It’s the electoral equivalent of Waiting for Godot. Every election cycle, pundits and polls predict that this time the youth vote will show up in force. And every cycle, the youth vote reverts to form, with lower turnout numbers and lower engagement.

This cycle might be different, the Washington Post promises, thanks to the Parkland, Florida shooting last year. Gun control has galvanized the youth of America like never before, say the polls. They are just champing at the bit to turn out, says a new Harvard poll and a Democratic Party data firm, and Democrats are spending millions to turn them out:

Throughout the country, there are signs that young Americans like Campbell are taking an unusual level of interest in this year’s midterms, prodded by Democratic groups and nonprofit organizations that have spent millions urging them to see state and congressional elections as outlets to express their views.

The share of 18- to 29-year-old voters who say they will definitely vote has jumped from 26 percent in the run-up to the last midterm election in 2014 to 40 percent this fall, according to a new poll obtained from the Institute of Politics at Harvard University’s Kennedy School of Government. One driving factor: widespread support for government intervention to curb gun violence and reduce college debt and health-care costs. …

“From a civic point of view, they’ve been more engaged” this year, said Guy Cecil, who leads Priorities USA, a Democratic super PAC that has inundated social media platforms with ads targeting young voters. “But can we turn their enthusiasm into electoral power?”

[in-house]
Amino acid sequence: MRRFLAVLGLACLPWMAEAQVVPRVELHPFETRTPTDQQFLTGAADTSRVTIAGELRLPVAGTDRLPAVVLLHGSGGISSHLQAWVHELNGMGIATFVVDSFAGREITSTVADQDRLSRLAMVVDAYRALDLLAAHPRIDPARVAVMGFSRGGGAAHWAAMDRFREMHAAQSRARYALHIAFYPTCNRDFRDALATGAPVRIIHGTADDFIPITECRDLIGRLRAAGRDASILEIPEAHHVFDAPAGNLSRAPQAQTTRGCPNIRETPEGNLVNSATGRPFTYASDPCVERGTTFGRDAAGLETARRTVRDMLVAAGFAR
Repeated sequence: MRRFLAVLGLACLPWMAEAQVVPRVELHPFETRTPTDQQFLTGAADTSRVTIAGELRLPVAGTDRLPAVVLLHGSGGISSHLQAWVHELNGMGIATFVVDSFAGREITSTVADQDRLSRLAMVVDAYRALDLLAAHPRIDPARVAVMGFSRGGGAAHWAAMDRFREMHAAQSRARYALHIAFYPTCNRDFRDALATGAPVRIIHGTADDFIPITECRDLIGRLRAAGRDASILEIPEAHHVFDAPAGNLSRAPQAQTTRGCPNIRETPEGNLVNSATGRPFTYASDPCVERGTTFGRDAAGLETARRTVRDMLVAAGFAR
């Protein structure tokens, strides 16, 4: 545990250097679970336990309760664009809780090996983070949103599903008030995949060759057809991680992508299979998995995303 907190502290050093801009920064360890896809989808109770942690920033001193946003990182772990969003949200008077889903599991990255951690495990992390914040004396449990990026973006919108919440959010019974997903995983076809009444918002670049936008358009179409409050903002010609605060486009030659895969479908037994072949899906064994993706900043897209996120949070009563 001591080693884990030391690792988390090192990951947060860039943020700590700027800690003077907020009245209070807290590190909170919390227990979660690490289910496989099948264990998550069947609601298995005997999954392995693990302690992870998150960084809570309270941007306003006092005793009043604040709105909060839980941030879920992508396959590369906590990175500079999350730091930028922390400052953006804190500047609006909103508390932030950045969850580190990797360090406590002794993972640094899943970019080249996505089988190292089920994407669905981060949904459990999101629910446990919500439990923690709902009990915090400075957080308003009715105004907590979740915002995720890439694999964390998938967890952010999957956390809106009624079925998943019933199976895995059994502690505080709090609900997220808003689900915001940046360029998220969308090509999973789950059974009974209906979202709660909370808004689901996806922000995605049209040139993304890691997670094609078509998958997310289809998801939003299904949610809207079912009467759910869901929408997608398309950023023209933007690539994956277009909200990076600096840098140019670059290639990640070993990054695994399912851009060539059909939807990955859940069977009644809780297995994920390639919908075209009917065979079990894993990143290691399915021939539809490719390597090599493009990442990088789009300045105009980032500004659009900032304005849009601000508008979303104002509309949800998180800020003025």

The GOP isn’t taking anything for granted. They have also focused their efforts on winning younger voters this cycle, hoping to head off a youth wave at the ballot box — or at least turn it to their advantage:

For their part, Republicans acknowledge that the partisan split among youth does not favor the GOP, but they have not relinquished the demographic. The Republican National Committee launched several programs this cycle to target them, including high school fellowships, campus team leaders at colleges and universities, and leadership summits to recruit young conservatives.

To frame this story, the Post features one young woman at the University of Central Florida who voted absentee already, going Democratic all the way. Unfortunately, as Politico’s John Bresnahan notes, Madison Campbell is one of the few who’ve bothered to show up in early voting at all, even in Florida where the Parkland shooting took place:

In fact, as of Friday Republicans had maintained an advantage in Florida early voting overall, with two million ballots already cast in the midterms. The Tampa Bay Times calls the blue wave a “mirage”:

As of Friday, 2,037,610 ballots had been counted.

Of that total, 43 percent were cast by Republicans (869,649) and 40 percent by Democrats (808,200). That’s a successful formula for Republicans in Florida, a deep purple state with a long history of tight elections and sluggish Democratic turnouts in midterms.

Independents and minor-party voters cast 17 percent of all ballots through Thursday. Recent polls show that Gillum and Democratic Sen. Bill Nelson have sizeable leads over their rivals, Ron DeSantis and Gov. Rick Scott respectively, among those voters.

The advantage that Democrats need in early voting to overcome a historical Republican advantage in voting by mail has disappeared. The first weekend of early voting in the largest counties will provide more telltale signs starting Saturday.

A youth vote and a blue wave might still materialize, but thus far it looks more like another cycle of Waiting for Godot.